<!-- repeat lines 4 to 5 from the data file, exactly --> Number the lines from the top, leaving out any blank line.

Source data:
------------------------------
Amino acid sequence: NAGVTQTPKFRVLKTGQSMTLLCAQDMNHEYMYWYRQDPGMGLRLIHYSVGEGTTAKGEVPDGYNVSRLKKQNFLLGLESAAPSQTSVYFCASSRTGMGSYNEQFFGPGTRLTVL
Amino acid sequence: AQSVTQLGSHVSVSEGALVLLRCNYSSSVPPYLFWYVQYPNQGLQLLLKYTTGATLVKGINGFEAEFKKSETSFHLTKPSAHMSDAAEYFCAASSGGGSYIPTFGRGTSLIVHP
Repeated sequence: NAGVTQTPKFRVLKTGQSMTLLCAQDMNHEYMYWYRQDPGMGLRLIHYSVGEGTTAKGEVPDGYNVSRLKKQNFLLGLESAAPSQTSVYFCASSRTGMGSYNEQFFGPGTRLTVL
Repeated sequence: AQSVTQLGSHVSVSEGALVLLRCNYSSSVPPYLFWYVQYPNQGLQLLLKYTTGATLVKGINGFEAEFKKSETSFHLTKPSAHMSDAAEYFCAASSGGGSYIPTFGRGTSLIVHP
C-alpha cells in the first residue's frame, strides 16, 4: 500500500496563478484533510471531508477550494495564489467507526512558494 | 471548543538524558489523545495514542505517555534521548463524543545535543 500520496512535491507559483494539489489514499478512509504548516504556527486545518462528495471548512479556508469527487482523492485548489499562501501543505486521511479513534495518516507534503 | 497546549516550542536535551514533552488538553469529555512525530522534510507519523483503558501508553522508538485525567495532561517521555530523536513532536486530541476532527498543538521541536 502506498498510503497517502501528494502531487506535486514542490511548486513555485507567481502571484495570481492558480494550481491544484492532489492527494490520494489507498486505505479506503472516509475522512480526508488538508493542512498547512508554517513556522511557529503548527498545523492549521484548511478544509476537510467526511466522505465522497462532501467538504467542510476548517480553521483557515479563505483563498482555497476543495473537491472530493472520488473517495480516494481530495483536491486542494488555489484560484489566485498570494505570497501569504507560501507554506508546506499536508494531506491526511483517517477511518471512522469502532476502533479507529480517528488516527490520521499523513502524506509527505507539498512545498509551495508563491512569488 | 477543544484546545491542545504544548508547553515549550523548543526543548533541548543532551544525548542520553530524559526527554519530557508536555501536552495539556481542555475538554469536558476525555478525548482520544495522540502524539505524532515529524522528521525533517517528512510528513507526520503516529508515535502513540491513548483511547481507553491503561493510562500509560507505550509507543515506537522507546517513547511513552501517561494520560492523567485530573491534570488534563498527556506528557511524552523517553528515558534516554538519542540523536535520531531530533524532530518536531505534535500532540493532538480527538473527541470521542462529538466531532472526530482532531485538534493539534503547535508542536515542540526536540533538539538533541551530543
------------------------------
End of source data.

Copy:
Repeated sequence: AQSVTQLGSHVSVSEGALVLLRCNYSSSVPPYLFWYVQYPNQGLQLLLKYTTGATLVKGINGFEAEFKKSETSFHLTKPSAHMSDAAEYFCAASSGGGSYIPTFGRGTSLIVHP
C-alpha cells in the first residue's frame, strides 16, 4: 500500500496563478484533510471531508477550494495564489467507526512558494 | 471548543538524558489523545495514542505517555534521548463524543545535543 500520496512535491507559483494539489489514499478512509504548516504556527486545518462528495471548512479556508469527487482523492485548489499562501501543505486521511479513534495518516507534503 | 497546549516550542536535551514533552488538553469529555512525530522534510507519523483503558501508553522508538485525567495532561517521555530523536513532536486530541476532527498543538521541536 502506498498510503497517502501528494502531487506535486514542490511548486513555485507567481502571484495570481492558480494550481491544484492532489492527494490520494489507498486505505479506503472516509475522512480526508488538508493542512498547512508554517513556522511557529503548527498545523492549521484548511478544509476537510467526511466522505465522497462532501467538504467542510476548517480553521483557515479563505483563498482555497476543495473537491472530493472520488473517495480516494481530495483536491486542494488555489484560484489566485498570494505570497501569504507560501507554506508546506499536508494531506491526511483517517477511518471512522469502532476502533479507529480517528488516527490520521499523513502524506509527505507539498512545498509551495508563491512569488 | 477543544484546545491542545504544548508547553515549550523548543526543548533541548543532551544525548542520553530524559526527554519530557508536555501536552495539556481542555475538554469536558476525555478525548482520544495522540502524539505524532515529524522528521525533517517528512510528513507526520503516529508515535502513540491513548483511547481507553491503561493510562500509560507505550509507543515506537522507546517513547511513552501517561494520560492523567485530573491534570488534563498527556506528557511524552523517553528515558534516554538519542540523536535520531531530533524532530518536531505534535500532540493532538480527538473527541470521542462529538466531532472526530482532531485538534493539534503547535508542536515542540526536540533538539538533541551530543